It’s so sleek and fast, with nary a wasted shot, it’s practically aerodynamic. The action is well-staged by Soderbergh, whose films are at least as interesting for how the story is told as for the story itself. His cool digital cinematography and editing have a clinical movement to them, laying out spaces with ease and allowing the fights – and the chases, shootouts, and even simple conversational clashes – to unfold with clarity and cold, blunt observational precision. This is gleaming pop pulp filmmaking, hurtling through familiar tropes with an uncommon energy. It’s just plain fun.

And I think Soderbergh and Dobbs had fun coming up with this film too. Carano’s compelling athleticism may be the driving engine of interest here, but the pleasantly jumbled chronology of the plot, the precision of the shots, and the deeply talented supporting cast are just as compelling. There’s a fleeting moment when, during a chase scene, an animal darts across the road. It’s a perfect whimsical moment that’s at once a lovely visual detail, a funny little gag, and an escalation of tension. Soderbergh creates frames that are composed to have information in the background. He doesn’t overwhelm you with visual noise. He invites you to look closer. A moment during a rooftop foot chase finds Carano slinking through the foreground while we can see, tucked away in the corner of the frame, her pursuers a few roofs back. Neither the pursuers nor the pursued has the whole picture, but there’s a thrill in understanding the layout that enhances the stakes. (The moment is twinned in the climax when Carano comes hurtling from the background, smashing into the unaware villain in the foreground).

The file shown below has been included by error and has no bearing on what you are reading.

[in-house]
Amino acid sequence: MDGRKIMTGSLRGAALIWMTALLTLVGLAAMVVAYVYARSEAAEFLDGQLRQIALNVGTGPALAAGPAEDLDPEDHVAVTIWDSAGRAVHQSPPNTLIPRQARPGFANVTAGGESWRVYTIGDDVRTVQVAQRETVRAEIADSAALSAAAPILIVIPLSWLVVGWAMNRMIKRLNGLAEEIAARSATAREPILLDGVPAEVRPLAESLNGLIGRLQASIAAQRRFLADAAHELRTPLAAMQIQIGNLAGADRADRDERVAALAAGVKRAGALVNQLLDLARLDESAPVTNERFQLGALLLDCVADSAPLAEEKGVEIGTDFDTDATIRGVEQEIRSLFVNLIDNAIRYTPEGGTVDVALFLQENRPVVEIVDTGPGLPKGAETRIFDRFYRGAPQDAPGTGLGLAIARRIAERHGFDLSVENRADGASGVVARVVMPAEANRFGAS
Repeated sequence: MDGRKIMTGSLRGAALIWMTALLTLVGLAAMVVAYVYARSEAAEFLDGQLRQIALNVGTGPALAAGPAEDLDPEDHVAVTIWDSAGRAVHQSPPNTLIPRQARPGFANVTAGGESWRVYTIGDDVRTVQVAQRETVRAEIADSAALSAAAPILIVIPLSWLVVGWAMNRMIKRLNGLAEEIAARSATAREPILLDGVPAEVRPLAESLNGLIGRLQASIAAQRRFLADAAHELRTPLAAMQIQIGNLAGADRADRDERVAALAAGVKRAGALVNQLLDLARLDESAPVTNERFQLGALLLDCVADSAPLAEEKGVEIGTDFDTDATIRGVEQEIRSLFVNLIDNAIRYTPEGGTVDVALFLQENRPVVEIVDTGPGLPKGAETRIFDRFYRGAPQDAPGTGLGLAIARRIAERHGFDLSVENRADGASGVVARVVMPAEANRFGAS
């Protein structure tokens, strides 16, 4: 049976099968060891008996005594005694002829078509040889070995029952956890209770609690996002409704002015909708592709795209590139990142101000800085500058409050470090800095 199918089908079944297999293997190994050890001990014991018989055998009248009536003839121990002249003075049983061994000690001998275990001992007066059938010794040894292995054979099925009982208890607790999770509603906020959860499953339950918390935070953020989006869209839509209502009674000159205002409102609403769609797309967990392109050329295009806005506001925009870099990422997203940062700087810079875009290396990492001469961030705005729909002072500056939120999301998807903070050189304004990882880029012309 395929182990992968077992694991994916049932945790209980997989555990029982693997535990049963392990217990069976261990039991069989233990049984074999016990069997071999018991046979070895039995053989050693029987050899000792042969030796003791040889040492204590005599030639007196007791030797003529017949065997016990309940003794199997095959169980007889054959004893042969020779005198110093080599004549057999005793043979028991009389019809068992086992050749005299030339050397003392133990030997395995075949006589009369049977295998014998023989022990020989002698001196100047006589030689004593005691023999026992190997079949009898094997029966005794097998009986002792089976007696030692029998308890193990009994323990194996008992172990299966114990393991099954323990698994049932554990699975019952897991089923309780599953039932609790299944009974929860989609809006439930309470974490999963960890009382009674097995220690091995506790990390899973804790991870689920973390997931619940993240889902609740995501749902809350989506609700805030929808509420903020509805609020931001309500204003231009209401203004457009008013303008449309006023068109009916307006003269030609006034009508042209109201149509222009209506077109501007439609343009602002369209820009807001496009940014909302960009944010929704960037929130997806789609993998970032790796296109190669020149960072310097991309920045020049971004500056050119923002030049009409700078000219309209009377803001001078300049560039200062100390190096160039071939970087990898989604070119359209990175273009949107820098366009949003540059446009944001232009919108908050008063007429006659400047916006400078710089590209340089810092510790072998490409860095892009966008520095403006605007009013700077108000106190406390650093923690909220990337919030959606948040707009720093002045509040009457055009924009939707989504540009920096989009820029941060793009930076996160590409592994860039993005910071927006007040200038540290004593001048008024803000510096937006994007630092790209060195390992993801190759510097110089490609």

Steven Soderbergh films are about the stakes inherent when people are very good at their jobs (Erin Brockovich, Ocean’s 11, 12 and 13), which makes it all the more troubling when things go wrong (Contagion, Out of Sight), when people who may at times seem competent aren’t (The Informant!, Bubble, Solaris), when we question the value of what they do (Traffic, The Girlfriend Experience). All of the above applies to Haywire. Carano is good in a fight, but when she beats a path through her former coworkers, it’s destabilizing. She’s been cut loose from her company and her extralegal status does her no good. She may have skill, but the system itself is broken.